A proposal by President Obama to offer free tuition for students attending community college could have a significant impact on Hispanics. More Hispanics are already enrolled in college than ever before and, among those who are, nearly half (46%) attend a public two-year school, the highest share of any race or ethnicity, according to U.S. Department of Education data.
Hispanics make up a growing share of the nation’s nearly 7 million community college students. In 2013, 22% of all enrolled public two-year college students were Hispanics – a greater share than their makeup of all students – and that figure has risen from 14% in 2000. The share of black students in public community colleges increased at a much lower rate over the same time period, from 12% to 15%, while the share of white and Asian/Pacific Islander students declined.
There are several possible reasons why Hispanics who attend college are more likely than other students to pursue higher education at a public two-year school. Community colleges generally cost less to attend than four-year schools, and Hispanic college students are more likely than whites to come from a lower income family. For example, about half of dependent Hispanics enrolled in two- or four-year colleges have family incomes below $40,000, compared with 23% of white students. In fact, in a 2014 National Journal poll, 66% of Hispanics who got a job or entered the military directly after high school cited the need to help support their family as a reason for not enrolling in college, while 39% of whites said the same.
A second reason why Hispanics may attend two-year colleges over four-year colleges is that community colleges have open enrollment, meaning that students only need to earn a high school diploma to gain admission. This can help students who are less prepared for college. Hispanics, on average, have lower levels of academic achievement than whites. Theaverage SAT math score of college-bound Hispanics is 461 (out of 800), compared with 534 for whites.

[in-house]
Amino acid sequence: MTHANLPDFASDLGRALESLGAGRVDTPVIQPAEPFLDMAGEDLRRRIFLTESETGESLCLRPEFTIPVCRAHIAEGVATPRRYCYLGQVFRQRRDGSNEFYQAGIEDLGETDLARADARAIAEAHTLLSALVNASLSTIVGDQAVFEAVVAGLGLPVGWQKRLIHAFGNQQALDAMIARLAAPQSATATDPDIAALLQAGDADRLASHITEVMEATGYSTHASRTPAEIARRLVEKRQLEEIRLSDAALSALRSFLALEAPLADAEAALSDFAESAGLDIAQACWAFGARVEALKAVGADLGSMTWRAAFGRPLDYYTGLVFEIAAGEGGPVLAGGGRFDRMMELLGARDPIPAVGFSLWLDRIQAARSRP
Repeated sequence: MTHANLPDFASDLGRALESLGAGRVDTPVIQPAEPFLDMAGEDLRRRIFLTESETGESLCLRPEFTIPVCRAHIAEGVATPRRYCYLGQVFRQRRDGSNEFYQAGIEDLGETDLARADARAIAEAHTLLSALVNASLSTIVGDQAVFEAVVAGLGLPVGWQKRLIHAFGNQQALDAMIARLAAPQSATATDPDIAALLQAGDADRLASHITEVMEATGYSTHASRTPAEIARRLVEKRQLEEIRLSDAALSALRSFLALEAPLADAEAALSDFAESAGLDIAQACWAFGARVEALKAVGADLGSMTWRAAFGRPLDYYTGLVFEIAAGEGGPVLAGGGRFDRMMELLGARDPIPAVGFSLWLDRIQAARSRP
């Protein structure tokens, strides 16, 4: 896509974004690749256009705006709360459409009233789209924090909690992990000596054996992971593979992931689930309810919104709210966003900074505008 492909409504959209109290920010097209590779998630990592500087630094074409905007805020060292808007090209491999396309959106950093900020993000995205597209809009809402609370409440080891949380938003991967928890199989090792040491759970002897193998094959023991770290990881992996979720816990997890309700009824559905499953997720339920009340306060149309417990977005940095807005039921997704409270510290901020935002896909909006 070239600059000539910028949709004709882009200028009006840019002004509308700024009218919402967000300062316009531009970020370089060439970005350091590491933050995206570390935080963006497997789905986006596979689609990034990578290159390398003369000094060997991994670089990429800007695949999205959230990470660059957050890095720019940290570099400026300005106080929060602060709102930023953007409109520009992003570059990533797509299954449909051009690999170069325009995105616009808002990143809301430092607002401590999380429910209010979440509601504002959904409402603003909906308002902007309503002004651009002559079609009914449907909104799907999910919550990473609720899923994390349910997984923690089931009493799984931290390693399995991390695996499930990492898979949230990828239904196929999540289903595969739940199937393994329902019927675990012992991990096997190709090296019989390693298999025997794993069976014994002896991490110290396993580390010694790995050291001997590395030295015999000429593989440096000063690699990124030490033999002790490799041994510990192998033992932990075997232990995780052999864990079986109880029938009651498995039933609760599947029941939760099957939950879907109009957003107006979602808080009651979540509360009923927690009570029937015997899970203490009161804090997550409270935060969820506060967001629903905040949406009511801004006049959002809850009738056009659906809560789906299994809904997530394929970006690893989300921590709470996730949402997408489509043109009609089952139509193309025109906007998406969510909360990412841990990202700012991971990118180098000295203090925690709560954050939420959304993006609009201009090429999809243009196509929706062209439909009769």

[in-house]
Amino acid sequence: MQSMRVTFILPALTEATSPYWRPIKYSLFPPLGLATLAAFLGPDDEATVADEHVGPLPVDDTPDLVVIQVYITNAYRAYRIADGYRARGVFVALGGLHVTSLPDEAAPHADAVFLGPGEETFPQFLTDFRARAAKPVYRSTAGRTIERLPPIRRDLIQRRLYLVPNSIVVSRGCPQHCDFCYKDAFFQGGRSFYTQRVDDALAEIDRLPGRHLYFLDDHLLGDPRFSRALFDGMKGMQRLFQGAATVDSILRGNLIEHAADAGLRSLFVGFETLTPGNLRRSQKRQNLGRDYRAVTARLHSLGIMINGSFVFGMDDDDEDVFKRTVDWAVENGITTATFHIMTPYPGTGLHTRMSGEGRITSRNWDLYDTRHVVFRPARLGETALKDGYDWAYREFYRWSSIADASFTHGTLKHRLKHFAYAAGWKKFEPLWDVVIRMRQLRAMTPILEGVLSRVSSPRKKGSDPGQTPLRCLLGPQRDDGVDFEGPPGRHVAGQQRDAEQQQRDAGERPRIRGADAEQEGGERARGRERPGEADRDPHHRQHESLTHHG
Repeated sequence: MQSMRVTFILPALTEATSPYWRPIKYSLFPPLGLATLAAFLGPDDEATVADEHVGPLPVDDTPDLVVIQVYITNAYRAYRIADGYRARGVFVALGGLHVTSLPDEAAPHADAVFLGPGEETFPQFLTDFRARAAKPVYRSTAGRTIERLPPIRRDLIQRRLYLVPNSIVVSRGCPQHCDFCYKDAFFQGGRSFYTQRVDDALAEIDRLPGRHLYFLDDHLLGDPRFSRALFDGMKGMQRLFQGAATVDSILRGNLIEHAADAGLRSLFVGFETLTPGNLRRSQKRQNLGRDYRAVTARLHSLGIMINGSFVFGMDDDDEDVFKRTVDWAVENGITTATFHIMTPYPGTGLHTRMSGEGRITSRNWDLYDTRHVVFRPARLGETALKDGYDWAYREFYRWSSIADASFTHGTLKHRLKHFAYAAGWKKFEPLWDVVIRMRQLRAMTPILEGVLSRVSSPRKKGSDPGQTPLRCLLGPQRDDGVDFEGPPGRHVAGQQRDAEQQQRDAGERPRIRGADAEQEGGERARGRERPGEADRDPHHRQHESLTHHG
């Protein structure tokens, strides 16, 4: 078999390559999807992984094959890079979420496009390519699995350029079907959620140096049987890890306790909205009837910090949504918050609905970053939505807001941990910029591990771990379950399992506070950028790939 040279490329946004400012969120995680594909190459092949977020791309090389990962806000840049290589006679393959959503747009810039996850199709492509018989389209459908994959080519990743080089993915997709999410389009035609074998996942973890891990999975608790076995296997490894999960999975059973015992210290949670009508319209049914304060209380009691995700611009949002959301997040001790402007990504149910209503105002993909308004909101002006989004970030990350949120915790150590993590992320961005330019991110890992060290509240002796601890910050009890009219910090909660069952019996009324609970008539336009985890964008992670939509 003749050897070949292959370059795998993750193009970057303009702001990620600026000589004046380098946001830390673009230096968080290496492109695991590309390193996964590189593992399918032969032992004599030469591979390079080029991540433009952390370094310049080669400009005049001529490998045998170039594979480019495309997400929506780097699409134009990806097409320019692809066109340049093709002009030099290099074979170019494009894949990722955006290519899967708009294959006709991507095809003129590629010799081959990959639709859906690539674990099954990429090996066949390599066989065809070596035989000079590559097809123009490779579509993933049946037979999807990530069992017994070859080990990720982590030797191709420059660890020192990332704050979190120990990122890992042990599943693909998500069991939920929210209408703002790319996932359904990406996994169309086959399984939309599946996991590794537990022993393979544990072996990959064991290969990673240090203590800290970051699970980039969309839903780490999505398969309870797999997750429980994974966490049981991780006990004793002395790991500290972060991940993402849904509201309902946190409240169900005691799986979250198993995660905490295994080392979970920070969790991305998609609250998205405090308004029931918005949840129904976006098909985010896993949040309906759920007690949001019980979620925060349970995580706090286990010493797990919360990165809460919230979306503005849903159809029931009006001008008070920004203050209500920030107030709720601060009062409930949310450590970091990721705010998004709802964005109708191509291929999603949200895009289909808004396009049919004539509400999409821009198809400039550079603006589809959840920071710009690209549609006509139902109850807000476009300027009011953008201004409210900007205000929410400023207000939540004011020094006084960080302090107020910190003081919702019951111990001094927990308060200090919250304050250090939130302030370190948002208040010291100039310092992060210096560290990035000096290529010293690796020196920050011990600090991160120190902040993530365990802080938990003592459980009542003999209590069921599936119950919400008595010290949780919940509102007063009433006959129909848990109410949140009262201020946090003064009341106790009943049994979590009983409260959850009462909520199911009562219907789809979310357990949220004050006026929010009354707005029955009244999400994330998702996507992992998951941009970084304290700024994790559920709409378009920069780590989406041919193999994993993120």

Finally, geography may play a role. Large numbers of Hispanics live in California and Texas, two states with large community college systems. The two states account for nearly half (46%) of the nation’s Hispanics. Among all students, regardless of race or ethnicity, the states account for one-third (32%) of those enrolled in community colleges. (By contrast, fewer Hispanics live in the Northeast, a region where community colleges enroll a smaller share of all college students than the national average.)
Hispanic high school drop-out rates have fallen drastically in recent years, and college enrollment rates among 18- to 24-year-old Hispanic high school graduates have been on the rise. Meanwhile, education continues to be a top issue for Hispanics. The Pew Research Center’s 2014 National Survey of Latinos found that 49% of Latino adults consider education an extremely important issue for them personally, on par with the percentage that named jobs and the economy (46%), but ahead of health care (40%) and notably, immigration (31%).
Hispanics also see education as a ticket to the middle class. While six-in-ten (61%) Hispanic adults said a college education is needed to belong to the middle class, 49% of blacks and 29% of whites shared this view, according to a 2012 Pew Research Center survey.